velar to velar 3 syllable words
1-syllable bilabial-velar words (e.g. bug, milk, park)
3-syllable bilabial-velar words (e.g. pickle jar, magazine, pumpkin pie)
- Glottal consonants ([h] or [?]) do not occur at ends of syllables.
- Velar nasals ([N]) do not occur at the beginning of syllables.
- Diphthongs only occur in the first syllable of a stem.
- Stems always end in a consonant.
The timing rule applies to all stems, mono- and polysyllabic.
Number and type of sessions received by each participant
4 Syracuse University, USA
The Apraxia Picture Sound Cards app provides you with convenience, organization, and session-by-session data collection. You are able to track and store a child’s session-by-session data allowing parents to easily see their child’s measurable progress. Session data can be stored and easily retrieved. You can manage multiple children, store and view session reports, and email session results with ease.
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taˆu taˆuhan tawˆan
tiˆis tiˆisan tisˆan
wayaˆ mawayaˆan mawadˆan
ˆabat — ˆabtun
B. Noun forms with -an (variant -anan) or -un (variant -anun) plus vowel length
Commonly there are two forms, one with either -an or -un and the other with vowel loss and either -anan or -anun with no contrast in meaning. No vowel loss with the variants -anan or -anun has been found with vowel sequences a-i, u-i, and i-a.
Root Vowel of ultima retained Vowel of ultima lost
bakay — balakyãnun
bunit bunÿtan —
huyaˆ — kahuyãnan
laba labãhan —
salaˆ — kasalˆãnan
sugut — ginakasugtãnan
takus takýsan —
tanum tanýman —
tapa tapãhan —
taˆu — tyawˆãnan
ˆabit ˆabÿtan —
ˆinum ˆinýmun ˆilimnãnun
188.8.131.52 Word patterns CVCCV and CVCCVC
Words with this pattern have no variants involving vowel loss. The vowel of the ultima is never lost (a cluster of three consonants does not occur). Nouns (as in sec. 2.1.1) are indicated by the addition of length on the vowel of the root or stem ultima. Variant affixes -anan and -anun do not occur.
Root Suffixed verb form Suffixed noun form
badbad badbarun badbãrun
bagyu bagyuhun bagyýhun
bantay bantayan bantãyan
dapyas dapyasan dapyãsan
dubli dublihun dublÿhun
gabˆi gabˆihan —
ganˆut ganˆutun ganˆýtun
gastu gastuhun gastýhan
hustu hustuhun hustýhun
kabkab kabkaban kabkãban
kanta kantahan kantãhan
libri librihun librÿhun
panday pandayan pandãyan
parti partihan partÿhan
sambat sambatun sambãtun
ˆagbay ˆagbayun ˆagbãyun
184.108.40.206 Word pattern (CV)C-ÐCV1 1
There are two features involved with this pattern:
1) When a given root is involved with both verb and noun forms, there is no loss of the ultima vowel. 2) In verb constructions without vowel loss, length shifts one syllable to the right. Noun constructions occur without length. It is to be noted, therefore, that with roots that have no length (see secs. 220.127.116.11 and 18.104.22.168) the noun form is indicated by the addition of length, and with roots with length (this section) the noun form is indicated by a loss of length.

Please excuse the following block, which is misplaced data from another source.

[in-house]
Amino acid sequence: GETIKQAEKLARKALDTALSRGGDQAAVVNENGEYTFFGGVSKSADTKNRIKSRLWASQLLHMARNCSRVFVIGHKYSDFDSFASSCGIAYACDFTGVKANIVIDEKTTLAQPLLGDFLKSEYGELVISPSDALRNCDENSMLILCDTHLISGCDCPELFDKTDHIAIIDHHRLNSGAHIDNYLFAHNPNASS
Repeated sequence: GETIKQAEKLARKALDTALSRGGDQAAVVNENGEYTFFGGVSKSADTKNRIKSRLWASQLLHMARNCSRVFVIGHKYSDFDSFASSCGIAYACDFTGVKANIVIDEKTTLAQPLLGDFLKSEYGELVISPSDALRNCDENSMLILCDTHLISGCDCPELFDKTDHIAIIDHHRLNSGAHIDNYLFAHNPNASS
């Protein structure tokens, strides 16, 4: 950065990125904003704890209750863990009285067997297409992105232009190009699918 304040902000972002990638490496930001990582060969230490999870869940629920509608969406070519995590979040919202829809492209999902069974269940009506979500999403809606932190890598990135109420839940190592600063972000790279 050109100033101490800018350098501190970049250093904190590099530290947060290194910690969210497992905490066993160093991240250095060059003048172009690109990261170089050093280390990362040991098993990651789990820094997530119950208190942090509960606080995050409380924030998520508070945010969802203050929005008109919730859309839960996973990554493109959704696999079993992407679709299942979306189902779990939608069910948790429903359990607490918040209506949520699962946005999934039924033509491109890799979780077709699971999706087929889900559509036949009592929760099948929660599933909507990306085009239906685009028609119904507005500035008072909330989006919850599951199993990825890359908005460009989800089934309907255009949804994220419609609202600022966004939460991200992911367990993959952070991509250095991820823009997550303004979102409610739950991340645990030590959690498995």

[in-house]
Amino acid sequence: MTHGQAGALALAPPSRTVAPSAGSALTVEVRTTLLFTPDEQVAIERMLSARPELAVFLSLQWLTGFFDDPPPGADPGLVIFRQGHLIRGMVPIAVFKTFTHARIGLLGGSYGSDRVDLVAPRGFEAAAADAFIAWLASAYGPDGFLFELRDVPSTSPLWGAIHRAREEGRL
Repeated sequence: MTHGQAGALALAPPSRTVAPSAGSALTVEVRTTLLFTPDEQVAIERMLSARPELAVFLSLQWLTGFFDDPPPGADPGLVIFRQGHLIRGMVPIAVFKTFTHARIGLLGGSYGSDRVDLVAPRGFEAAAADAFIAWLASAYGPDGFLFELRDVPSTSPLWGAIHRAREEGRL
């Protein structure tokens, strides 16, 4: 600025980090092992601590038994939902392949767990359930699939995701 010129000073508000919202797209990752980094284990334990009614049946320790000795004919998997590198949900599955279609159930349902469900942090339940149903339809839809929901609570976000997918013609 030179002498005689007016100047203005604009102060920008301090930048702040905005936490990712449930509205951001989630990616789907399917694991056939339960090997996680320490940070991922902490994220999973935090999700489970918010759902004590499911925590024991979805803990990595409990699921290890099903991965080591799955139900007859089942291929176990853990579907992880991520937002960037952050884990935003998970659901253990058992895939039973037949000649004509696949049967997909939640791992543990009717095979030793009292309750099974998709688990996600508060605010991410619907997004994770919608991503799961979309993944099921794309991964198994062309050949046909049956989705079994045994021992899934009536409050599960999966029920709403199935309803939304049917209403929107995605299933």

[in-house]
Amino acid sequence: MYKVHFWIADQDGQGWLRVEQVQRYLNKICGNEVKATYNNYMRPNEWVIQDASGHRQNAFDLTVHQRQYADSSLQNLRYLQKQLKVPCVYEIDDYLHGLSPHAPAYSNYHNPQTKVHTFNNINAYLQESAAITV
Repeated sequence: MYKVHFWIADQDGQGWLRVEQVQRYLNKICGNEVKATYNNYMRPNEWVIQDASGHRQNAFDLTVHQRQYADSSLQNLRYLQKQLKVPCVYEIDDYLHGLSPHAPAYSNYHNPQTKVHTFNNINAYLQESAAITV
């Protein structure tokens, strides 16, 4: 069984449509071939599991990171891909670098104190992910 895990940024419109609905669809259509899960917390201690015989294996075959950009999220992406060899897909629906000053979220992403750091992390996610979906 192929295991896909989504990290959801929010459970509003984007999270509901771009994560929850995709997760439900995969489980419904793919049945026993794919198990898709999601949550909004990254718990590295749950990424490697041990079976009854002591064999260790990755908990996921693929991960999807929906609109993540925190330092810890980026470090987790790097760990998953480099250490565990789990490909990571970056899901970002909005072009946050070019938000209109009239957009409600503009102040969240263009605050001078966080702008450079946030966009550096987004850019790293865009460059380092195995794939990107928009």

She goes for long walks.
She uses a bookmark to keep her page.
Why would /d/ remain a stop following /l/ while /b/ and /g/ become approximants? Recall that the behavior or /d/ following /l/ made sense because the tongue makes contact with the teeth for /l/ as it does for the dental stop [d̪]. But the articulator for [b] is the lips and for [g] the back of the tongue (making contact with the velar region of the roof of the mouth). Since neither of these gaps is closed during the production of /l/, leaving them open for a following /b/ or /g/ would represent the same sort of perseverative assimilation we see when these consonants follow vowels.
If the first stop in at the top is really an example of the phoneme /t/, we need an account for why this stop isn’t produced in the prototypical way in this word. In this case the speaker anticipates the place of articulation (dental) of the following fricative. For English /t/ this appears to be quite general. That is, if we examine a lot of English words, looking for voiceless alveolar stops, we’ll see that, in unaffected speech anyway, they don’t occur right before dental fricatives. Instead they’re replaced in that context by voiceless dental stops. The generalization holds not only for cases where the fricative following the /t/ comes in a separate word, as in at the top , but also when both phones are in the same word. One example is in the word eighth . Note that in this case the /t/ is not reflected in the spelling, but it is there, at least in my accent. Another example is the /t/ in width (spelled “d”).